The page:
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Google can't hide documents showing 'Antiunion campaign', NLRB judge rules

Google can't hide documents showing 'Antiunion campaign', NLRB judge rules

A judge appointed by the National Labor Relations Board has ruled that Google must return nearly 180 documents related to an internal campaign by employees to fight union organizing efforts. According to a document called Project Vivian, a Google attorney described ongoing efforts between 2018 and 2020 to "engage employees more positively and convince them that unions are worthless".

The documents are part of a case by the NLRB brought against Google in December 2020, alleging that the internet giant violated US labor law and spied on protesting and unionizing workers and fired them. were trying to make. Lawrence Berland, a former Google employee who was fired in 2019, was organizing against hiring IRI consultants at the company, which is known for its union-busting efforts. He said he was fired for viewing the calendars of other employees, which was breaking Google's policy that the NLRB found illegal. And Catherine Spears, a former Google employee, said she was fired after creating a pop-up for Google employees visiting the IRI Consultants website. The company claimed that Spears had violated security policies, but the NLRB found that her firing was also illegal.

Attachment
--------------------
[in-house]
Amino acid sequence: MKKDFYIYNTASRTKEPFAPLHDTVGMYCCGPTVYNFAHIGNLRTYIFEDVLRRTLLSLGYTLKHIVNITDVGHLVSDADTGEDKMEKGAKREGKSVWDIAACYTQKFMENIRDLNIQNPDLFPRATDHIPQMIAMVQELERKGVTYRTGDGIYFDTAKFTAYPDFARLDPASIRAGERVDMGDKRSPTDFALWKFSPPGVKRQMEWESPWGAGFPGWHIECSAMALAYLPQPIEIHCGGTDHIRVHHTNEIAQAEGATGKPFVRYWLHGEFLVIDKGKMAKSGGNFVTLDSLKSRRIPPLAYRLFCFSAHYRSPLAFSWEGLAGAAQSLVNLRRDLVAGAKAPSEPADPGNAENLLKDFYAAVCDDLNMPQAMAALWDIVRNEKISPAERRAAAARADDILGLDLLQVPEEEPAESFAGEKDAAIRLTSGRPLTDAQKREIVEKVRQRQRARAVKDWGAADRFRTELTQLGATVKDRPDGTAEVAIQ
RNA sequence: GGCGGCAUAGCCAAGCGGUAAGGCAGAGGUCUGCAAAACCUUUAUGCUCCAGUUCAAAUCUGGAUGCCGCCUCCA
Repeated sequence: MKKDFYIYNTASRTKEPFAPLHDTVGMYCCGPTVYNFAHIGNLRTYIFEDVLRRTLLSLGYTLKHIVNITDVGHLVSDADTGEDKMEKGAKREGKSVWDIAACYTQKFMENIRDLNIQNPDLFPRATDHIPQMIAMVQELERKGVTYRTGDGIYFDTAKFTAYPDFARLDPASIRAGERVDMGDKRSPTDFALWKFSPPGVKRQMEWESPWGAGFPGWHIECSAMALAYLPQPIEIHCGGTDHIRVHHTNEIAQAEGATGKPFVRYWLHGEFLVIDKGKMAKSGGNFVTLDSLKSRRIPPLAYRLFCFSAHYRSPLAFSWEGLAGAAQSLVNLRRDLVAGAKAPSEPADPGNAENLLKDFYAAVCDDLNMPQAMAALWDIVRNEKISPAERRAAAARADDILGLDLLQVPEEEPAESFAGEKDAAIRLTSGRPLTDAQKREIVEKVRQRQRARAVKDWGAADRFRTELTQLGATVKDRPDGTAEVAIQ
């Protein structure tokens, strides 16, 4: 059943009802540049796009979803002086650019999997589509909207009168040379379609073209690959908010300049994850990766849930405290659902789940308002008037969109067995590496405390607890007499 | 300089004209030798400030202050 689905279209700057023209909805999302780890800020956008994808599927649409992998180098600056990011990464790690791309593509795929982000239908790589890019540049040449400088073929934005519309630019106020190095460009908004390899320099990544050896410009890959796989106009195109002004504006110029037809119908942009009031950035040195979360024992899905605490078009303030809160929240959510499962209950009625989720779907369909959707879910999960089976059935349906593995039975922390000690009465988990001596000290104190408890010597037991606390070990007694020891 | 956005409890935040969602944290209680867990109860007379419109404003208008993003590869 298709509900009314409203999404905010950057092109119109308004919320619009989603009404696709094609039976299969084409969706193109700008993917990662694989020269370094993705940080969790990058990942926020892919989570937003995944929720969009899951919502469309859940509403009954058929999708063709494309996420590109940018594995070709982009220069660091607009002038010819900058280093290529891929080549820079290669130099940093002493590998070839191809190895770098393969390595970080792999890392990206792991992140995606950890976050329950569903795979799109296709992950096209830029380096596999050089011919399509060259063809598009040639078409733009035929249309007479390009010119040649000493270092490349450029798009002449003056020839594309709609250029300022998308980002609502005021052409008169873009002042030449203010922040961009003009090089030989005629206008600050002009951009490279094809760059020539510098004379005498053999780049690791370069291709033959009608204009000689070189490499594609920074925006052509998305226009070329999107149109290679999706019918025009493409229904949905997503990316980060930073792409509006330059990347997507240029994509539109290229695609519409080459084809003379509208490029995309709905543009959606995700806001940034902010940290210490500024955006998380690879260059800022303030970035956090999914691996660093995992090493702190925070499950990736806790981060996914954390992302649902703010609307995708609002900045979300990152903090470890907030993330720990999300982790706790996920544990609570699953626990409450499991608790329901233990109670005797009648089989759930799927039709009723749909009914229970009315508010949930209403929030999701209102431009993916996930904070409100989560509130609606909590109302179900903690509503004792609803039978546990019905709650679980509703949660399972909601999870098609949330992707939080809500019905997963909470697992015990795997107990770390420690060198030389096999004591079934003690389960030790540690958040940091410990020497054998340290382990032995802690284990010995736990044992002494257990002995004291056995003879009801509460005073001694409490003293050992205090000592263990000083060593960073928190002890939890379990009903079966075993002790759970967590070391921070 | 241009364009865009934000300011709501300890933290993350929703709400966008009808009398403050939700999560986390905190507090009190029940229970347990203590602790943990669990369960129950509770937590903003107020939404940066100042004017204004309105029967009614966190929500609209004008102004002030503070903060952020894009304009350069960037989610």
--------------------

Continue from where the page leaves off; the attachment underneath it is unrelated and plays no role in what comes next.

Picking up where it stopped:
Google attempted to claim attorney-client privilege to protect some of the documents presented in the case. But Administrative Law Judge Paul Bogas said Google's "broad claim, to put it charitably, is an exaggeration," according to a January 7 order The Verge received following a Freedom of Information Act request. Bogas wrote in his decision that IRI had provided Google with an "antiunion messaging and message amplification strategy" that was consistent with Google's workforce, but that IRI did not provide Google with legal advice that was protected by attorney-client privilege. . have to go

He said Google has CC'd its legal advisor on documents that would not otherwise be considered a privilege, which appears to be an attempt to keep the documents private. He added that Google "cannot turn the fact of a nascent organized effort among employees into a 'litigation' - like a straw cut into gold - that gives it the right to hide every aspect of its adversarial campaign in privilege."

Google spokeswoman Jennifer Rodstrom said in an email to The Verge that it considers the underlying issue to be unrelated to unionization efforts, but rather that it "violates explicit security protocols for improperly accessing confidential information and systems." " It's about the employees." He added that IRI was one of "dozens of external consultants" with which Google works.

If Google loses the case, it could be forced to refund Burland and Spears' salaries and re-hire them.

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